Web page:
Food and Drug Administration
FOOD AND DRUG ADMINISTRATION
The U.S. Food and Drug Administration (FDA), an agency of the U.S. Department of Health and Human Services, advances the nation's welfare by
The weakness of the law was fully revealed in 1937, when a widely marketed toxic elixir of sulfanilamide killed 107 people, mostly children. Following another storm of public indignation, Congress passed the Federal Food, Drug, and Cosmetic Act of 1938 (FFDCA), which completely overhauled and greatly broadened the FDA's powers and responsibilities. The law's key provisions required new drugs to be shown to be safe before they could be marketed; defined adulterated and misbranded food; authorized standards of identity, quality, and fill-of-container for foods; and authorized the FDA to inspect facilities producing regulated products.
Even these sweeping provisions have failed at times to protect the public against new hazards, and Congress has strengthened the FFDCA by passing more than 200 amendments. Landmark additions to the act include the Kefauver-Harris Drug Amendments of 1962, which required manufacturers to prove that their medicines are effective as well as safe; the Medical Device Amendments of 1976, which extended similar requirements to medical equipment; and the FDA Modernization Act of 1997, which directed the agency to carry out its mission in close cooperation with other public health groups, both in the United States and abroad.
At the end of the twentieth century, the FDA's mandated responsibilities included ensuring the safety of the entire food supply (except for meat and poultry, which remained under the USDA's purview); making certain that all drugs, medical devices, vaccines, blood products, tissues for transplantation, and animal drugs and feeds are safe and effective when properly used; and assuring that cosmetics and devices that emit radiation do no harm. All of these products, which are manufactured, transported, warehoused, and retailed by more than 110,000 establishments, are worth about $1 trillion a year, or a fifth of all consumer expenditures. In 2000, the per capita cost of this protection was less than two cents a day.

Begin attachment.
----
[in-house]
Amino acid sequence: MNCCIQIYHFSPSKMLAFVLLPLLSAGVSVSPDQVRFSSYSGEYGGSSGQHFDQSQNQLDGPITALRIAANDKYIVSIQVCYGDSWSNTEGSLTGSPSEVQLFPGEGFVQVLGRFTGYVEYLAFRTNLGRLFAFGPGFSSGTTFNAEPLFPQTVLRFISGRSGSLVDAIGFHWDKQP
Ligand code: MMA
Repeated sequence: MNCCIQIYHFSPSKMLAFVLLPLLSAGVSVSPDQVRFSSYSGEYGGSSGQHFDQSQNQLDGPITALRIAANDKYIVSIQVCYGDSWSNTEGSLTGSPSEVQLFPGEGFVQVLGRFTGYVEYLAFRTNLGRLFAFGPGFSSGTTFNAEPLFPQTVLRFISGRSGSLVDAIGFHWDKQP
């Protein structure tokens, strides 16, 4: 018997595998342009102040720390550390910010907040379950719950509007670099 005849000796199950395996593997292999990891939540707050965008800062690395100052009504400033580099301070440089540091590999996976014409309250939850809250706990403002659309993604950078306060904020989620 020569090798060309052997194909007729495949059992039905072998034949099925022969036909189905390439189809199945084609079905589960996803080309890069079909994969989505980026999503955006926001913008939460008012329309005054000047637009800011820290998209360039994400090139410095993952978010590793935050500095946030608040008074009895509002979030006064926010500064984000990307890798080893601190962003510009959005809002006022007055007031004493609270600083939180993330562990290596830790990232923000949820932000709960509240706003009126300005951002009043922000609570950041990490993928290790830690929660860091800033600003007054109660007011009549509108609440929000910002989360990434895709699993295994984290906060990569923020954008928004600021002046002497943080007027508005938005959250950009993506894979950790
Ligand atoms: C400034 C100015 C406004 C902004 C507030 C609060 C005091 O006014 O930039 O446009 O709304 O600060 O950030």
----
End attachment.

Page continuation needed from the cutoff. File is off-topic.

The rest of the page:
The head of the FDA is the Commissioner of Food and Drugs, a presidential appointee who is confirmed by the Senate. About two-thirds of the FDA's 9,000 employees work in five product-focused centers. The FDA's Center for Food Safety and Applied Nutrition primarily ensures that food products do not contain hazardous pesticides or other contaminants, and that they are truthfully labeled. This center also works with producers to ascertain that genetically modified foods do not present a health risk. The other four centers— Evaluation and Research; Biologics Evaluation and Research; Devices and Radiological Health; and Veterinary Medicine—develop standards for product safety and effectiveness and make sure that the standards are met by reviewing the manufacturers' applications before allowing new health care products on the market.
In general, the application data must be derived from rigorously designed and controlled clinical trials that, for most drugs, include toxicity tests in animals, safety tests in healthy subjects, and studies of safety and effectiveness in large groups of patients. For the most complex drugs and devices, the FDA also relies on the recommendations of advisory panels of outside specialists who evaluate the products in public meetings. To be approved, each product's benefits must outweigh the risks of its use. Continued compliance of marketed products with FDA standards is ensured by the agency's inspectors, investigators, and food safety officers that are located in 174 communities from coast to coast and in Puerto Rico and by twelve national FDA laboratories.
The fast-growing U.S. dependence on imported food and health care products; the global spread of AIDS (acquired immunodeficiency syndrome); mushrooming international tourism; and the development of new, highly sophisticated food, pharmaceutical, and device technologies in the late 1900s greatly increased the complexity of the FDA's mission. To meet the new challenges, the FDA has developed strong scientific ties with academia and the private sector and worked closely with foreign
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—— Milestones in U.S. Food and Drug Law History. Available at http://www.fda.gov/opacom/backgrounders/miles.html.
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